Take Polaroids of your tv screen while Lucas dances, black eyes, black hair, black turtleneck, lanky Lucas, while he dances, no tripod, no vertical hold, no pause, just you leaning sweet into Lucas. Make 1,000 copies on photo glossy, staple gun each glossy to a telephone pole every mile from here to New York City. Arrive breathless.
You may quibble, saying who is this Lucas, I don’t know him? I’ll say does it really matter, you know what I mean by black eyed boy, surely? The kind you slip into a diner with late, as you’re driving, and you’re covered with road? You’re stopping so you can see his hair in any kind of light but star? The kind of man takes you the long way? And you let him?
Photograph of Lucas in “Empire Records.” Prose poem by moi, written back in the days of Polaroids.
I am on the left, in my puffy-sleeved dress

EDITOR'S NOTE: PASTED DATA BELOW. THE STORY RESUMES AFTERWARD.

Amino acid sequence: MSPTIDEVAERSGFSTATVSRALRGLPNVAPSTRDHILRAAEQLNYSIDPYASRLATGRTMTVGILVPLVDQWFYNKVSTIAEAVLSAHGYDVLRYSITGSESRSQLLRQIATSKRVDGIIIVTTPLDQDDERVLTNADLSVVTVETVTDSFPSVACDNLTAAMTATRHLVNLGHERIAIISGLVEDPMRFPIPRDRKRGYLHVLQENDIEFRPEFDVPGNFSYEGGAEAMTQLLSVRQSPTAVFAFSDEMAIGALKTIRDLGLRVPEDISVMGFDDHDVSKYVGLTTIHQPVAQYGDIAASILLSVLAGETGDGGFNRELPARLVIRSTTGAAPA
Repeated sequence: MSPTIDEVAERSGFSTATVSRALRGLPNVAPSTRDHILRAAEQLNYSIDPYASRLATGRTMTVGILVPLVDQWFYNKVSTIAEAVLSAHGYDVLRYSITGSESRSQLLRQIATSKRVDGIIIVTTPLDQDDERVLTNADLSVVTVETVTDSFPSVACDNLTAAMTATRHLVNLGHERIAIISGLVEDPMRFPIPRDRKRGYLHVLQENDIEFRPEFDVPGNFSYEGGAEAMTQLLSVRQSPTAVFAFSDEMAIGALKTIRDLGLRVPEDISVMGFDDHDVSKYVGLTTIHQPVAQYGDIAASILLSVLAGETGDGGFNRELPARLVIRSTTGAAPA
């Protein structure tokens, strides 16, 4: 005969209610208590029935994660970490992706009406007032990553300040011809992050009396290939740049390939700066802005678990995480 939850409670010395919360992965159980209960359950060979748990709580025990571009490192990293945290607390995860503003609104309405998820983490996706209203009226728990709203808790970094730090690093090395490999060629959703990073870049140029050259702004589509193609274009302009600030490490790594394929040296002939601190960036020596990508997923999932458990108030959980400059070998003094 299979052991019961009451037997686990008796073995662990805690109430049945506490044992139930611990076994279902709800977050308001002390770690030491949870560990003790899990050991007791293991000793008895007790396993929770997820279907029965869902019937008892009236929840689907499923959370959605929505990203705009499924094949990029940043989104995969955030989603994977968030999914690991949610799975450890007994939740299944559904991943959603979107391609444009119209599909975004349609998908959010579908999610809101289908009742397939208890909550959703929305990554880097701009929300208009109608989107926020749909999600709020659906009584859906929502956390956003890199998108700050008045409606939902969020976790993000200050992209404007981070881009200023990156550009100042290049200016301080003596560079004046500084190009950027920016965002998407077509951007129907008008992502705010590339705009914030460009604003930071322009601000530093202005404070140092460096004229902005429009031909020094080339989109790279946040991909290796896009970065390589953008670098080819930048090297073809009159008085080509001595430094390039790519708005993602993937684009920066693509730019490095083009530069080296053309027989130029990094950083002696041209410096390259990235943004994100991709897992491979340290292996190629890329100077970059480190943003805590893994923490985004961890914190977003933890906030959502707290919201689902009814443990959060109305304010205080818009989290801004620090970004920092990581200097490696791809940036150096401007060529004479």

The yellow bird seemed ready to swing from its perch in the painting out into the room. We all sat waiting, watching the bird. Hours went by; the bird had us mesmerized with its colors of vintage 1960s glassware. I’d swear that bird was hovering just above a whirlpool made up of Blenko glass, one of us said. And just behind the paint you do see, we all thought in unison, maybe an old clown painting like the one that was in our family room for so long. And that is definitely a circus tent, or maybe the tent of a faith healer, back on the left and I think I see the tiger’s cage or possibly a portal to another room that seems to be lit through the windows of an old scenic tours bus. Meanwhile the yellow bird seems to be pulsating in and out of this plane, its tail feathers nearly see-through, its wing as thick as a hand. And I think I can discern the pattern to the puffy sleeved dress I made for Home-Ec when I was ten, someone’s sunglasses, a Mexican beach and something over on the right that is so unbearably beautiful, someone from a place I can just barely remember, hanging calmly upside down with her eyes closed reminding me of eighteen glimmering moments from just as many lives.